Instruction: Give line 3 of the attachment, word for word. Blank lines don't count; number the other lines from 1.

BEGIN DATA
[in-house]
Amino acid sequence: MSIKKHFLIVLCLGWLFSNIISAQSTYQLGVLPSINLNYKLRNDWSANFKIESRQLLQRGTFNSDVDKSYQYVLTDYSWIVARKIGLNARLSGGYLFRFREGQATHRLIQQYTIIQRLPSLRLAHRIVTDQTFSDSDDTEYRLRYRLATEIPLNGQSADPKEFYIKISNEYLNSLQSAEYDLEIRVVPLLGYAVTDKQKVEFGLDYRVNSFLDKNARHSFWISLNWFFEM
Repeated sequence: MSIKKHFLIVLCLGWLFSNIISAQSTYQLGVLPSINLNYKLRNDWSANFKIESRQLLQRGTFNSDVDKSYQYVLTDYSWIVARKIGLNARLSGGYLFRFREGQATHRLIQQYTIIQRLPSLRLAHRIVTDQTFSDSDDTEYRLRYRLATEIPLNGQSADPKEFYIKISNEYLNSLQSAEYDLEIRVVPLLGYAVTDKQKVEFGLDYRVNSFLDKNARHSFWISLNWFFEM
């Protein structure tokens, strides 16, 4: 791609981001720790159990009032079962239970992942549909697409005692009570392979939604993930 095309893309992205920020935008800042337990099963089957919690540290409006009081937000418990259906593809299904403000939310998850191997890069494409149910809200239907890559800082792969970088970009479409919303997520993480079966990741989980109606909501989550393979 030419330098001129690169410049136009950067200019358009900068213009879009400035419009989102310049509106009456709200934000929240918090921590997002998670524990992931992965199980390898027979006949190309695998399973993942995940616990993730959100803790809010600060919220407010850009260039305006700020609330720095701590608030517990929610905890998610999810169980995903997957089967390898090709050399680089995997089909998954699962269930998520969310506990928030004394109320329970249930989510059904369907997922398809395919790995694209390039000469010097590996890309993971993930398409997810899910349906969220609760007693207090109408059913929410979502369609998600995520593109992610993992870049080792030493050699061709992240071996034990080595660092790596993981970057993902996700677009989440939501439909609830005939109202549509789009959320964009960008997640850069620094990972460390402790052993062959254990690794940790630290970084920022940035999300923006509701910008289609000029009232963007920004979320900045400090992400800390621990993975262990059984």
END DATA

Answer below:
Repeated sequence: MSIKKHFLIVLCLGWLFSNIISAQSTYQLGVLPSINLNYKLRNDWSANFKIESRQLLQRGTFNSDVDKSYQYVLTDYSWIVARKIGLNARLSGGYLFRFREGQATHRLIQQYTIIQRLPSLRLAHRIVTDQTFSDSDDTEYRLRYRLATEIPLNGQSADPKEFYIKISNEYLNSLQSAEYDLEIRVVPLLGYAVTDKQKVEFGLDYRVNSFLDKNARHSFWISLNWFFEM